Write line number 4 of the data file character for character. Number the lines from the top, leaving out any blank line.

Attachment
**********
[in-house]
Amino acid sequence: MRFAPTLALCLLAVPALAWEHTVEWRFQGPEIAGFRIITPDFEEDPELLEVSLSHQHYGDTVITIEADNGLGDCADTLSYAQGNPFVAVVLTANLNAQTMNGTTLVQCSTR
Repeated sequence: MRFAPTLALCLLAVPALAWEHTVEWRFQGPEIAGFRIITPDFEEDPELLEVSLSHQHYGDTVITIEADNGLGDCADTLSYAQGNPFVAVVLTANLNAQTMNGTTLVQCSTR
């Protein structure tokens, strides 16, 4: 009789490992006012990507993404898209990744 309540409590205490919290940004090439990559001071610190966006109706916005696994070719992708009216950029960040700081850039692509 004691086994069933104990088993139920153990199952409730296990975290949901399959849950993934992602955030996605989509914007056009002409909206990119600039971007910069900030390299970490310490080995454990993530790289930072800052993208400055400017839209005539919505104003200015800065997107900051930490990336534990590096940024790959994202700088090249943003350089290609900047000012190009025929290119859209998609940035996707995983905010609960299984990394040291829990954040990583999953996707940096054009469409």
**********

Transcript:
């Protein structure tokens, strides 16, 4: 009789490992006012990507993404898209990744 309540409590205490919290940004090439990559001071610190966006109706916005696994070719992708009216950029960040700081850039692509 004691086994069933104990088993139920153990199952409730296990975290949901399959849950993934992602955030996605989509914007056009002409909206990119600039971007910069900030390299970490310490080995454990993530790289930072800052993208400055400017839209005539919505104003200015800065997107900051930490990336534990590096940024790959994202700088090249943003350089290609900047000012190009025929290119859209998609940035996707995983905010609960299984990394040291829990954040990583999953996707940096054009469409």